“Whenever I find myself growing grim about the mouth; whenever it is a damp, drizzly November in my soul; whenever I find myself involuntarily pausing before coffin warehouses, and bringing up the rear of every funeral I meet; and especially whenever my hypos get such an upper hand of me, that it requires a strong moral principle to prevent me from deliberately stepping into the street, and methodically knocking people’s hats off—then, I account it high time to get to sea as soon as I can. This is my substitute for pistol and ball.”
–Herman Melville, Moby Dick
I realized it’s been a little over a year since I departed the familiarity of New Jersey for the linguist confusion of a life in foreign lands. Not everything went as planned during the course of the year–I lost my temper in Hanoi, became overwhelmed and lost in Seoul, and was laid off from my job that allowed me to travel as long as I had a stable internet connection for 50 hours a week.
Those were bumps in the road as the journey continues. Losing my temper in Hanoi brought me back to reality and dissipated the euphoria I had been experiencing that had generated unrealistic expectations; getting lost in Seoul forced me to find healthy routines to grow more comfortable in my surroundings; and losing the job that I had considered secure for who-knows-what-reason pushed me to write more (and publish my first e-guidebook on Amazon).
Despite those hiccups along the adventure, the past 12 months have been a success–I’ve seen places I had dreamed of, I made new friends, ate some amazing food, and tasted a few interesting drinks.
Here are my top 10 highlights from the last year:
- A 40-mile bike ride through the Cambodian countryside around Angkor Wat. This was my best day of travel (actually, one of the best days I’ve ever had), but it started the previous day when I met a Dutch expat from China on my tour of Banteay Srei who agreed to take a long bike trip (he also had GPS).
- Celebrating my cousin’s wedding in Italy. A combination of jetlag and probably heatstroke made it a bit more difficult to celebrate (I was ready to pass out far too early, and I wasn’t drinking much), but spending time with my family in Capri was certainly a high point in the journey.
- A two-day cruise in Halong Bay. I’ve wanted to see Halong Bay for a long time. I have read horror stories about pollution (air and water) ruining the trip for many; my cruise, however, wasn’t marred by such pollution. Included in the price of my cruise was the group of traveling companions, one of which turned out to be a crazy British guy who insisted we all help him finish off a bottle of Jagermeister.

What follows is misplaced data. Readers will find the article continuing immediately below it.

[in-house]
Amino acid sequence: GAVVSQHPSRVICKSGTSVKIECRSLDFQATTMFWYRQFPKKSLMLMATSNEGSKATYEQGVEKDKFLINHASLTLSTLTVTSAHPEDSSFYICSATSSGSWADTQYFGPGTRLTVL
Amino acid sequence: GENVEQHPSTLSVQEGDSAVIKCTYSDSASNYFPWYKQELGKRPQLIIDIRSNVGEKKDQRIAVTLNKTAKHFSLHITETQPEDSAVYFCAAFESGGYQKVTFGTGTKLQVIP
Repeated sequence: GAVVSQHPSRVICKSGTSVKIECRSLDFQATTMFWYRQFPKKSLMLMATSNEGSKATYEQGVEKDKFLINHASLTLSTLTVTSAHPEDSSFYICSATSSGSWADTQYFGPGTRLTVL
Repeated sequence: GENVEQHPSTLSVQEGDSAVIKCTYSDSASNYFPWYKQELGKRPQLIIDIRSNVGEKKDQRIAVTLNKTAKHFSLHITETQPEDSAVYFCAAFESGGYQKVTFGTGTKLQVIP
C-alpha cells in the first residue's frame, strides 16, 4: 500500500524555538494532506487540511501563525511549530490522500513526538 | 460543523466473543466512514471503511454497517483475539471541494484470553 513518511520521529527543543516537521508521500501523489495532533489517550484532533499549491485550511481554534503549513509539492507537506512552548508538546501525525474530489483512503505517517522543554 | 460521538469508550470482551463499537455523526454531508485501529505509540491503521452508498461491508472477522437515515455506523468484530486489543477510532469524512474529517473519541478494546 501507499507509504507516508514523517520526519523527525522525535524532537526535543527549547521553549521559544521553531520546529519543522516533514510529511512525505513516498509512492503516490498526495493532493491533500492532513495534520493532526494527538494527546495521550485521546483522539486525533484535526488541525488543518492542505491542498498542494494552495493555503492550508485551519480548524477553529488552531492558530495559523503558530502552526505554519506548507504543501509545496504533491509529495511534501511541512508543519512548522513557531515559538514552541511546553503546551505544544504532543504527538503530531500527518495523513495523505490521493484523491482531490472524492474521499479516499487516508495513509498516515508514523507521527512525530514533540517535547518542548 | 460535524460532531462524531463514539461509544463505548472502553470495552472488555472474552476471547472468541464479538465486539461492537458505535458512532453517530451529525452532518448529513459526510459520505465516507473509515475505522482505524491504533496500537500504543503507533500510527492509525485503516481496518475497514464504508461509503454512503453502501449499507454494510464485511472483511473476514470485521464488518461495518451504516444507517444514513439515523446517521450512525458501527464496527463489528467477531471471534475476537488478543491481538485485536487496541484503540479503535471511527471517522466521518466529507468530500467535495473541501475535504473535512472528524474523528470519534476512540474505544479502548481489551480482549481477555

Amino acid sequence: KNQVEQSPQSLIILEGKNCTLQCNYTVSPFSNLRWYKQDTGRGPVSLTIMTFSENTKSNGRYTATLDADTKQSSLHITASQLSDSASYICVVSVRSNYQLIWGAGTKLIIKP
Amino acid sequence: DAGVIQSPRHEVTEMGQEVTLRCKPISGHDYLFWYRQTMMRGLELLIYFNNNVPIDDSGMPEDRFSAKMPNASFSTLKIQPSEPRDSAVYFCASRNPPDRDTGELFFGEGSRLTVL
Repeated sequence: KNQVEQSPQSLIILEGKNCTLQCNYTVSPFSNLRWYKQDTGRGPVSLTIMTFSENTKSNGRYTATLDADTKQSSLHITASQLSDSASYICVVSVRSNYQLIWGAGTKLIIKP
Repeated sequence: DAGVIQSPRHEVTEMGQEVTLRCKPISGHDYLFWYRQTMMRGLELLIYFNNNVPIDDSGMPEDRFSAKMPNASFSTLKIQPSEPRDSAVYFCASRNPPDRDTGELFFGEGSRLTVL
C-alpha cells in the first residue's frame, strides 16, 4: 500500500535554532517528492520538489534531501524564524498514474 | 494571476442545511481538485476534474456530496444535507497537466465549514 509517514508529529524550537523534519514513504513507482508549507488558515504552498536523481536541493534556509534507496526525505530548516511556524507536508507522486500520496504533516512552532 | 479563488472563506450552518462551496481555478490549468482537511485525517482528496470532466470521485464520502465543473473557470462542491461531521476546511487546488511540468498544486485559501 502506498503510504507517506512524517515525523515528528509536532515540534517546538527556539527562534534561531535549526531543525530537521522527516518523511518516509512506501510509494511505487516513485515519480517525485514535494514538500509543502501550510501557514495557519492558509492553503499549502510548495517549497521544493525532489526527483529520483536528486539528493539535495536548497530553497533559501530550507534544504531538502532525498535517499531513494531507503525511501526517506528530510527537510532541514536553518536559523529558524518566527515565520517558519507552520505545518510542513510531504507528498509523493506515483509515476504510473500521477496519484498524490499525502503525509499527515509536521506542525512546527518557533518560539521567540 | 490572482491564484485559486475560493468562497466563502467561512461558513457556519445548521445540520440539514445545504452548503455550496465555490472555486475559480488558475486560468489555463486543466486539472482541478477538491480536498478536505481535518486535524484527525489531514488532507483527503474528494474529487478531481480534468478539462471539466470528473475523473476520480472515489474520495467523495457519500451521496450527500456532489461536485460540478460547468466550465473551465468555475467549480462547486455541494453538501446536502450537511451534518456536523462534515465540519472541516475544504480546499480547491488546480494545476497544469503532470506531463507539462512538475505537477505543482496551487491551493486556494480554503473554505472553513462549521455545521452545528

- Hanging out with my co-worker in Seoul. I got to go out quite a bit with my co-worker during two months in Seoul–she showed me some interesting sights and took me to eat some great food, and I introduced her to a few of the better bars she hadn’t tried. We also got to enjoy a Korean baseball game with beer and fried chicken.
- Hiking the tallest peak in Seoul. Bukhansan is an amazing hike with spectacular views–and more than a million visitors a year.
- Taking the public bikes around Taipei. The YouBikes in Taipei are cheap and plentiful. When it wasn’t raining, I had a great way to see the city while getting some exercise that I desperately needed after stuffing myself full of dumplings and beef noodle soup a bit too often.
- Meeting Chinese expats while hiking in Tokyo. I made some quick friends along the trail up Mt. Takao–and they saved my ass when we got to the train station.
- Watching the sunrise during my lunch break in Perugia. Yeah, I had odd hours while working there. But it was peaceful and beautiful.
- The fall foliage at Mt. Oyama. Despite spending almost three hours standing in line for buses and cable cars, my hike up Mt. Oyama in Kanagawa Prefecture, Japan, was beautiful. I would certainly hike it again (almost did with my friend from the Mt. Takao hike, but the forecast said rain), but not on a weekend.
- Taking a speed boat from Siem Reap to Phnom Penh. It was quite a day speeding along Tonle Sap. I had to thank my friend’s son for suggesting I take the boat instead of the bus (nine-year-olds can offer some worthwhile advice sometimes).
There you have it. Those are my most memorable days from this past year. I’m sure there will be more in the next year as well.